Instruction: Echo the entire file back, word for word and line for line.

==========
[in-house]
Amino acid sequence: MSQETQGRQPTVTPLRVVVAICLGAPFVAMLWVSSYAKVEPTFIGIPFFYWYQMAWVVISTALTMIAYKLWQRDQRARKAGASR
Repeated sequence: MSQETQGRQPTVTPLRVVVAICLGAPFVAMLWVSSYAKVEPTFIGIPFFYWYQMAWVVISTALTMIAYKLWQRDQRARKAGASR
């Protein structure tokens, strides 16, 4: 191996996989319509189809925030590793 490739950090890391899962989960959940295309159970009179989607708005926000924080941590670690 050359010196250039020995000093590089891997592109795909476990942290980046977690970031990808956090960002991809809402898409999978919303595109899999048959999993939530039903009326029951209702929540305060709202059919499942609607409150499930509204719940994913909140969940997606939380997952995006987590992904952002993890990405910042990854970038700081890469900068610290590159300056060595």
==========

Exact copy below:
[in-house]
Amino acid sequence: MSQETQGRQPTVTPLRVVVAICLGAPFVAMLWVSSYAKVEPTFIGIPFFYWYQMAWVVISTALTMIAYKLWQRDQRARKAGASR
Repeated sequence: MSQETQGRQPTVTPLRVVVAICLGAPFVAMLWVSSYAKVEPTFIGIPFFYWYQMAWVVISTALTMIAYKLWQRDQRARKAGASR
């Protein structure tokens, strides 16, 4: 191996996989319509189809925030590793 490739950090890391899962989960959940295309159970009179989607708005926000924080941590670690 050359010196250039020995000093590089891997592109795909476990942290980046977690970031990808956090960002991809809402898409999978919303595109899999048959999993939530039903009326029951209702929540305060709202059919499942609607409150499930509204719940994913909140969940997606939380997952995006987590992904952002993890990405910042990854970038700081890469900068610290590159300056060595």